Document Detail

Work Volume and Strength Training Responses to Resistive Exercise Improve with Periodic Heat Extraction from the Palm.
MedLine Citation:
PMID:  22076097     Owner:  NLM     Status:  Publisher    
Body core cooling via the palm of a hand increases work volume during resistive exercise. We asked: 1) is there a correlation between elevated core temperatures and fatigue onset during resistive exercise, and 2) does palm cooling between sets of resistive exercise affect strength and work volume training responses? Core temperature was manipulated by 30-45 min of fixed load and duration treadmill exercise in the heat with or without palm cooling. Work volume was then assessed by 4 sets of fixed load bench press exercises. Core temperatures were reduced and work volumes increased following palm cooling (Control: Tes=39.0±0.1°C, 36±7 reps vs. Cooling: Tes=38.4±0.2°C, 42±7 reps, mean±SD, n=8, p<0.001). In separate experiments the impact of palm cooling on work volume and strength training responses were assessed. Participants completed bi-weekly bench press or pull-up exercises for multiple successive weeks. Palm cooling was applied for 3 minutes between sets of exercise. Over three weeks of bench press training, palm cooling increased work volume by 40% (vs.13% with no treatment) (n=8, p<0.05). Over six weeks of pull-up training, palm cooling increased work volume by 144% in pull-up experienced subjects (vs. 5% over 2 weeks with no treatment) (n=7, p<0.001) and by 80% in pull-up naïve subjects (vs. 20% with no treatment) (n=11, p<0.01). Strength (1-RM) increased 22% over 10 weeks of pyramid bench press training (4 weeks with no treatment followed by 6 weeks with palm cooling) (n=10, p<0.001). These results verify previous observations about the effects of palm cooling on work volume, demonstrate a link between core temperature and fatigue onset during resistive exercise, and suggest a novel means for improving strength and work volume training responses.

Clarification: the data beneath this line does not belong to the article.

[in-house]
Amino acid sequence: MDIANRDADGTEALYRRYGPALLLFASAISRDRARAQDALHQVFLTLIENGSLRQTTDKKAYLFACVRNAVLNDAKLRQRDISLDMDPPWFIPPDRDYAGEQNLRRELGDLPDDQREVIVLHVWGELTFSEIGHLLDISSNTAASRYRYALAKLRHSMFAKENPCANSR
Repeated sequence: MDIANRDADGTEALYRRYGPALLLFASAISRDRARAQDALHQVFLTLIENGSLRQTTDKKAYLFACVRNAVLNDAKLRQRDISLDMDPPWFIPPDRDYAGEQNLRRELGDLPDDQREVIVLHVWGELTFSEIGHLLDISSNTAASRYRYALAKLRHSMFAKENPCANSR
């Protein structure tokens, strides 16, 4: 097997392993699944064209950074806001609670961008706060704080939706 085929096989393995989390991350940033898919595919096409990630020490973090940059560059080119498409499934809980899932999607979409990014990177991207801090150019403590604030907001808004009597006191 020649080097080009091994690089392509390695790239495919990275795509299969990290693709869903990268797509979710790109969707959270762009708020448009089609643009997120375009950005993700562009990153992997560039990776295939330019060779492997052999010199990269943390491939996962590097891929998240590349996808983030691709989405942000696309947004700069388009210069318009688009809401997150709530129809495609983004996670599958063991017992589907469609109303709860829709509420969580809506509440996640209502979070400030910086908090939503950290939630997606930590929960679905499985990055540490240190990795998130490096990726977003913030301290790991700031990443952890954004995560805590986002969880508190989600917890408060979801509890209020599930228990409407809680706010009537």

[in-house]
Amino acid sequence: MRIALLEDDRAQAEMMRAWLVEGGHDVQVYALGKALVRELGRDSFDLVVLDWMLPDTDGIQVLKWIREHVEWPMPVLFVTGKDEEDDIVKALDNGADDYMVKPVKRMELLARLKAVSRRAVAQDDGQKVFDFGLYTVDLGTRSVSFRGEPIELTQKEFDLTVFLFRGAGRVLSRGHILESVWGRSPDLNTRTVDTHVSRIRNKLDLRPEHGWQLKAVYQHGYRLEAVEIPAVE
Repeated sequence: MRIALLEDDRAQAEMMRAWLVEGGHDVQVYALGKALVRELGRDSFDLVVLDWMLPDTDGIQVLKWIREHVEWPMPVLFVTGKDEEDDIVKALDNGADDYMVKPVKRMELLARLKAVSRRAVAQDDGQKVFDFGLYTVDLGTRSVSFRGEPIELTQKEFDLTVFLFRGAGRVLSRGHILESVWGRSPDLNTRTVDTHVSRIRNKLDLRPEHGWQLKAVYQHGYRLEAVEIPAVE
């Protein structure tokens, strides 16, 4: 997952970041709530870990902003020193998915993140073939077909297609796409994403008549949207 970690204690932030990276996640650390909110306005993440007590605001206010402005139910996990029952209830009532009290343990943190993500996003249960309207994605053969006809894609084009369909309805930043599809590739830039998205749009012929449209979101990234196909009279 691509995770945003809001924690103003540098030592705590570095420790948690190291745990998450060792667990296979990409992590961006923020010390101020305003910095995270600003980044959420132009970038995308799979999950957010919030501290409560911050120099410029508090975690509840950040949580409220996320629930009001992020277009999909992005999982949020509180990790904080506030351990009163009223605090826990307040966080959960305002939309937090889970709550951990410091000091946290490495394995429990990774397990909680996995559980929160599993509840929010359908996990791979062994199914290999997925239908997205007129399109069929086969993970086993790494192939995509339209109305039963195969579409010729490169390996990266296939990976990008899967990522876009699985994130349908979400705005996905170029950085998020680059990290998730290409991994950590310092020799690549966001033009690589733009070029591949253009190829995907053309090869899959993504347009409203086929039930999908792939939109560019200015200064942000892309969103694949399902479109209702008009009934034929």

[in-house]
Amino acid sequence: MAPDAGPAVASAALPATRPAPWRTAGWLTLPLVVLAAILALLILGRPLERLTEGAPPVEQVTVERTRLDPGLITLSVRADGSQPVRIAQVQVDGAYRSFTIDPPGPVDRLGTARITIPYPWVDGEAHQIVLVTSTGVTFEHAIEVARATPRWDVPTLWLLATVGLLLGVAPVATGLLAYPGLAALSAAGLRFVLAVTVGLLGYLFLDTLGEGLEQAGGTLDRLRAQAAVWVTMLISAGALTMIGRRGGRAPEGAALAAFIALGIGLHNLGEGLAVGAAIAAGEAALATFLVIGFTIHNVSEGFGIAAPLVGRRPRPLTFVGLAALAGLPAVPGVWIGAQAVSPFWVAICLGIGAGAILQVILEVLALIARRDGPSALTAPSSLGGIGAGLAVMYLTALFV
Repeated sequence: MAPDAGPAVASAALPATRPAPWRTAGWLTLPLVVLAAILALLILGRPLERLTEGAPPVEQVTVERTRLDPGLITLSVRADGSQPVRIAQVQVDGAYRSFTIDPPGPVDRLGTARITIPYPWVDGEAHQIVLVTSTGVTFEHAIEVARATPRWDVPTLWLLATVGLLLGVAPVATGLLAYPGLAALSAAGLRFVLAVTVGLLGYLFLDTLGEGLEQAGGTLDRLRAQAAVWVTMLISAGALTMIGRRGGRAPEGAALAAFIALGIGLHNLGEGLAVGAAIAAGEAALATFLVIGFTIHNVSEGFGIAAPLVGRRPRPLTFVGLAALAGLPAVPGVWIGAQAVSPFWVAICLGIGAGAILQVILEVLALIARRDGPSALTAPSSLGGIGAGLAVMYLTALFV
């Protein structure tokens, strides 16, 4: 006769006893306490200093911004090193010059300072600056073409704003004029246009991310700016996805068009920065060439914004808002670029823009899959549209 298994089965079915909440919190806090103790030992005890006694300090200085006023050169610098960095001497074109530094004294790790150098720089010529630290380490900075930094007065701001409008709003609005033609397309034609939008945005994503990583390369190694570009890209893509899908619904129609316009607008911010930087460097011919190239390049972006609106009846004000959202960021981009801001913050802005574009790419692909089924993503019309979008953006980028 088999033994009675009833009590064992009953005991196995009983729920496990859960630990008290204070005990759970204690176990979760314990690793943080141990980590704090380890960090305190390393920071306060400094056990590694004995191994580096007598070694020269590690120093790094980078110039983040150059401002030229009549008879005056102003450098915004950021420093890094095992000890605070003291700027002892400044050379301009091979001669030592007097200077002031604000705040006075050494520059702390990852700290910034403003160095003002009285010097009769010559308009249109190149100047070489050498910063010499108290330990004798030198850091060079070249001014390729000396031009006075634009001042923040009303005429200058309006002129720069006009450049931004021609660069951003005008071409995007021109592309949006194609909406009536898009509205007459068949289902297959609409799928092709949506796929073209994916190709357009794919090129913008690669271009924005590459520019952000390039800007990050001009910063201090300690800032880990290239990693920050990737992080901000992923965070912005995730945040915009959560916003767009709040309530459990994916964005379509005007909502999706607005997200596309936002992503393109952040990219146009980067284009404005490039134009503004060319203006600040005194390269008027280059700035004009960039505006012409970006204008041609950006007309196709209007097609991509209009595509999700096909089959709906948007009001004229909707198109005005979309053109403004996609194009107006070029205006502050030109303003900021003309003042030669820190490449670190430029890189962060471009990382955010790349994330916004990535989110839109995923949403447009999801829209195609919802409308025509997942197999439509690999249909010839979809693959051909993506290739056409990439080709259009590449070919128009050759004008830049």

Dennis A Grahn; Vinh H Cao; Christopher M Nguyen; Mengyuan T Liu; H Craig Heller
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Publication Detail:
Type:  JOURNAL ARTICLE     Date:  2011-11-09
Journal Detail:
Title:  Journal of strength and conditioning research / National Strength & Conditioning Association     Volume:  -     ISSN:  1533-4287     ISO Abbreviation:  -     Publication Date:  2011 Nov 
Date Detail:
Created Date:  2011-11-14     Completed Date:  -     Revised Date:  -    
Medline Journal Info:
Nlm Unique ID:  9415084     Medline TA:  J Strength Cond Res     Country:  -    
Other Details:
Languages:  ENG     Pagination:  -     Citation Subset:  -    
Department of Biology, Stanford University, Stanford, CA 94305.
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